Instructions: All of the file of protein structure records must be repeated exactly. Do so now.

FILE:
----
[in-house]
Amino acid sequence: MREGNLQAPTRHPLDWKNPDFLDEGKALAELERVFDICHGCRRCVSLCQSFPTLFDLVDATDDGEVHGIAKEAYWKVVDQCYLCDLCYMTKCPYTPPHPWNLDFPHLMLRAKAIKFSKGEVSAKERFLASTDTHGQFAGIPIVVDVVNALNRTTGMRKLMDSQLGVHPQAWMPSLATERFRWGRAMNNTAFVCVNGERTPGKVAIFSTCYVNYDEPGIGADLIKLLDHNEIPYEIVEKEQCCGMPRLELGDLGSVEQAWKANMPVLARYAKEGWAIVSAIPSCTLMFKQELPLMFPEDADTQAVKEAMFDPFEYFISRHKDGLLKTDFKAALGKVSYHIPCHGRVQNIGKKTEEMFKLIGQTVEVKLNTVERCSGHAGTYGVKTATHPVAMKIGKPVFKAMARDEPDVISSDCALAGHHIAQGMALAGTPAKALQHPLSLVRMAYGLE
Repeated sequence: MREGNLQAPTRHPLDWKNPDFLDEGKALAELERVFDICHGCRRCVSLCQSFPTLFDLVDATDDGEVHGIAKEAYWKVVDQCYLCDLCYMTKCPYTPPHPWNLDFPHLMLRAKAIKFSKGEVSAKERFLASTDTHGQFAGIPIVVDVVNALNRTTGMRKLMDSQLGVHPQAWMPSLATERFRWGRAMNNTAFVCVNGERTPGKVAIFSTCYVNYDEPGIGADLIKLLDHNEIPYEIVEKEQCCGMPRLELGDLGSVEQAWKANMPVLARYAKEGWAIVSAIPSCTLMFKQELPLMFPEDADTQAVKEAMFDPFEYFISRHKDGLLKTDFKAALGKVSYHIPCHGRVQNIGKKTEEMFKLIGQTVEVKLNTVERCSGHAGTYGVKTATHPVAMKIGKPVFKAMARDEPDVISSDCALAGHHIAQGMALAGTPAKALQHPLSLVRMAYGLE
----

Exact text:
[in-house]
Amino acid sequence: MREGNLQAPTRHPLDWKNPDFLDEGKALAELERVFDICHGCRRCVSLCQSFPTLFDLVDATDDGEVHGIAKEAYWKVVDQCYLCDLCYMTKCPYTPPHPWNLDFPHLMLRAKAIKFSKGEVSAKERFLASTDTHGQFAGIPIVVDVVNALNRTTGMRKLMDSQLGVHPQAWMPSLATERFRWGRAMNNTAFVCVNGERTPGKVAIFSTCYVNYDEPGIGADLIKLLDHNEIPYEIVEKEQCCGMPRLELGDLGSVEQAWKANMPVLARYAKEGWAIVSAIPSCTLMFKQELPLMFPEDADTQAVKEAMFDPFEYFISRHKDGLLKTDFKAALGKVSYHIPCHGRVQNIGKKTEEMFKLIGQTVEVKLNTVERCSGHAGTYGVKTATHPVAMKIGKPVFKAMARDEPDVISSDCALAGHHIAQGMALAGTPAKALQHPLSLVRMAYGLE
Repeated sequence: MREGNLQAPTRHPLDWKNPDFLDEGKALAELERVFDICHGCRRCVSLCQSFPTLFDLVDATDDGEVHGIAKEAYWKVVDQCYLCDLCYMTKCPYTPPHPWNLDFPHLMLRAKAIKFSKGEVSAKERFLASTDTHGQFAGIPIVVDVVNALNRTTGMRKLMDSQLGVHPQAWMPSLATERFRWGRAMNNTAFVCVNGERTPGKVAIFSTCYVNYDEPGIGADLIKLLDHNEIPYEIVEKEQCCGMPRLELGDLGSVEQAWKANMPVLARYAKEGWAIVSAIPSCTLMFKQELPLMFPEDADTQAVKEAMFDPFEYFISRHKDGLLKTDFKAALGKVSYHIPCHGRVQNIGKKTEEMFKLIGQTVEVKLNTVERCSGHAGTYGVKTATHPVAMKIGKPVFKAMARDEPDVISSDCALAGHHIAQGMALAGTPAKALQHPLSLVRMAYGLE